Okay, great. Thank you, and then my last question just has to do with some of the market research that you had conducted over the past couple of months and it was impressive that you had 86% of physicians that they had indicated that they were likely to prescribe it. I was wondering if you have any details around the 14% that did not have the same answer and what the reasons might have been for that.

Hakan Edstrom

No, I do not. I have to say this was provided to me by my staff on the commercialization side. So I couldn't tell you what the 14%, if that represent a non-use or a maybe, I mean the positive part here was that a great majority and these were several hundreds primary care physicians and in excess of 100 endocrinologists. So it was a good size sample but I do not have the specificity on the 14% for you.

Graig Suvannavejh - MLV & Co

Okay, great. Well, thank you so much for taking my questions. And good luck to you.

Matthew Pfeffer

Thanks, Graig.

Hakan Edstrom

Thank you.

Operator

And we have a final question here from Keith Markey. Please go ahead sir.

Keith Markey - Griffin Securities

Okay, thanks. Just a follow-up question on the responses that you had from the partners that you have being talking with. None about the partnering, per se, but just simply, can you tell us a little bit about the information or feedbacks that you have been getting from them in terms of what they like about the drug or how they may potentially position it in terms of, for instance, whether they like to especially focus on the convince or potential for increased compliance?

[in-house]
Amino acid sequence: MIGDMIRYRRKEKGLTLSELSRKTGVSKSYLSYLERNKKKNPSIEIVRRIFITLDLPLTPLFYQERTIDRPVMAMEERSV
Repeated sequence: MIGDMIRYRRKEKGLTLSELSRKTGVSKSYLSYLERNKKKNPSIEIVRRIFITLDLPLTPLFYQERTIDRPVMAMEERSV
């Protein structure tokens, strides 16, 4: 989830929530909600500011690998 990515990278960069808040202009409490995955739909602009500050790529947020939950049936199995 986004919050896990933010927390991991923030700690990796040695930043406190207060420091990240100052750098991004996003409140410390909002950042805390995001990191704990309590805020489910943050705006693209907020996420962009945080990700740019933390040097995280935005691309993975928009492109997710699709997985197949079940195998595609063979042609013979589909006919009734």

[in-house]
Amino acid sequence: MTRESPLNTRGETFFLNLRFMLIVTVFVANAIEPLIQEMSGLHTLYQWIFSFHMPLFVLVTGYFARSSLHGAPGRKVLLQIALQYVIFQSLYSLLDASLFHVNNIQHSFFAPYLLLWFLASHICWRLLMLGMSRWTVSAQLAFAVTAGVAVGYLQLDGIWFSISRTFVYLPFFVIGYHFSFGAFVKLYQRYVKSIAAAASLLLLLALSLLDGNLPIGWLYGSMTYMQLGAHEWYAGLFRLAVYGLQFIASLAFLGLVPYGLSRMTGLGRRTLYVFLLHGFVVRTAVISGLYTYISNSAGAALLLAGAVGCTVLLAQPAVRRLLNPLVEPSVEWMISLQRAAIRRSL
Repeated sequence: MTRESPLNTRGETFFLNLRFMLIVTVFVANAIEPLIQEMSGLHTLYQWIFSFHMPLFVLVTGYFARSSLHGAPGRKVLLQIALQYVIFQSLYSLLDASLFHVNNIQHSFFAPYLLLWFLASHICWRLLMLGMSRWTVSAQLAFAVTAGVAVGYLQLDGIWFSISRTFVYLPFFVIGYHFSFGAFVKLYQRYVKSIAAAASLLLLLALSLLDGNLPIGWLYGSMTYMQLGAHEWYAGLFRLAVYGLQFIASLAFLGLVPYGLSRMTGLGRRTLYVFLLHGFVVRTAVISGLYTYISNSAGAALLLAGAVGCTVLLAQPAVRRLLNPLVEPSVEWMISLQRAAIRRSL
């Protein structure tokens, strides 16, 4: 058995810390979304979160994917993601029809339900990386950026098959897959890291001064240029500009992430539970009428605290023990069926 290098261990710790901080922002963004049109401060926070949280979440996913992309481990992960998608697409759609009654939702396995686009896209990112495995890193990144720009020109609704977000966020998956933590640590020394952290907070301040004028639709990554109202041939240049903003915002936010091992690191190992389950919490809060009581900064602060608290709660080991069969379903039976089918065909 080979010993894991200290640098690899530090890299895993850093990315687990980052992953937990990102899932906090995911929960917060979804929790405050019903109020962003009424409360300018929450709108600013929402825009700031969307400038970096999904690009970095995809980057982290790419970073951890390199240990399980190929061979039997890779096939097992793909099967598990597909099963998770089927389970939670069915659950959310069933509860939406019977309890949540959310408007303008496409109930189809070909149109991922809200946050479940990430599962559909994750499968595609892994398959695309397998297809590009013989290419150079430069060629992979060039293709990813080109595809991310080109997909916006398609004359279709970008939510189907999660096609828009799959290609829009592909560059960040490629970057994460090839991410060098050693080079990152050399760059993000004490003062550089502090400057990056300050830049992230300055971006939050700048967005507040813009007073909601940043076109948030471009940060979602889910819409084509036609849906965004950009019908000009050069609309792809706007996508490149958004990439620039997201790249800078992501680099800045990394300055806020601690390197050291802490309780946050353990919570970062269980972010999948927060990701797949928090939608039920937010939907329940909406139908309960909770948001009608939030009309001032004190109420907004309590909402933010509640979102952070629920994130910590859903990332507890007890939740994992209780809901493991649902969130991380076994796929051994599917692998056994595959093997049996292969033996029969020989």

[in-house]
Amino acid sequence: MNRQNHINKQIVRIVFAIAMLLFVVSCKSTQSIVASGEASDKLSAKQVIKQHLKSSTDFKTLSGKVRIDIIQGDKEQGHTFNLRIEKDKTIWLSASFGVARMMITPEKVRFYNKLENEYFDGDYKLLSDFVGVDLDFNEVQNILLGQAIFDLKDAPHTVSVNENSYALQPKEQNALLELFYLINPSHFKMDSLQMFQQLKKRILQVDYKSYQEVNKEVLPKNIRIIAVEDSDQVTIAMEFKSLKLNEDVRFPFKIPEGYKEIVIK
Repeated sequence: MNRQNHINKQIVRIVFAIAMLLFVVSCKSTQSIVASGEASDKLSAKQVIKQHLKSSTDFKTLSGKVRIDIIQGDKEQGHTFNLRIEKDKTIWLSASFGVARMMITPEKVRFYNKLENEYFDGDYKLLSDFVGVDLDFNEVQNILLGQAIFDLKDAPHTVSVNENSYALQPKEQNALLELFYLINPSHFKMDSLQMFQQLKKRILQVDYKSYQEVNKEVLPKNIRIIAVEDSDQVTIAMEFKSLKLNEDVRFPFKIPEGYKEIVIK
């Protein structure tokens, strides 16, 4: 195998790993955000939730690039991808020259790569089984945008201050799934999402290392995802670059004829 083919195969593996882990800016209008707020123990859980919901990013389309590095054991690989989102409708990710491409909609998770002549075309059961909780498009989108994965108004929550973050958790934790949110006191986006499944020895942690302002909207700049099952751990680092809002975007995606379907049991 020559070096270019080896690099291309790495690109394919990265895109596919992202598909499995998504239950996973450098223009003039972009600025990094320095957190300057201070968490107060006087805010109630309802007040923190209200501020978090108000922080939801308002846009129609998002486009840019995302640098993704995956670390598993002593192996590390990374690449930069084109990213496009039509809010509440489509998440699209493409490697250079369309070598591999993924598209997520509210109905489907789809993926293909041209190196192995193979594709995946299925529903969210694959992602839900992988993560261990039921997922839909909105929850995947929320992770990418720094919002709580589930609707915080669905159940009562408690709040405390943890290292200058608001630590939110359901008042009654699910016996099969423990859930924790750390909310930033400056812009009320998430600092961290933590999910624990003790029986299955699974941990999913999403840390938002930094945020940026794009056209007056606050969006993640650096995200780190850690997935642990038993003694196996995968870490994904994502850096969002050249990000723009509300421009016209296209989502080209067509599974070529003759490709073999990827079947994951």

Hakan Edstrom

Well, certainly the convenience. We do not emphasize that part of it. We emphasize the PK/PD profile and the better quality of care is coming from that. If anything that convince is really translated into a compliance to benefit with a product, but then because of the type of partner weather they are involved in, say, an insulin product or in diabetes, the question is vary all over the broad. The only thing we can say is that certainly in general they do understand why the product is different, how it's different and how it could benefit diabetes patients going forward.

Operator

At this time, I am showing no further questions. Mr. Edstrom, do you have any final remarks?

Hakan Edstrom

Yes. With that, what I would like to do on behalf of the management and all of the people on the phone, wish Al a happy birthday. He's currently with us from Hawaii, so he is there on a well deserved vacation retreat, so happy birthday Al.

Alfred Mann

Thank you very much.

Hakan Edstrom

Thank you for the call.

Alfred Mann

Thank you all.

Operator

Thank you, ladies and gentlemen. This concludes today's conference. Thank you for your participation and you may now disconnect.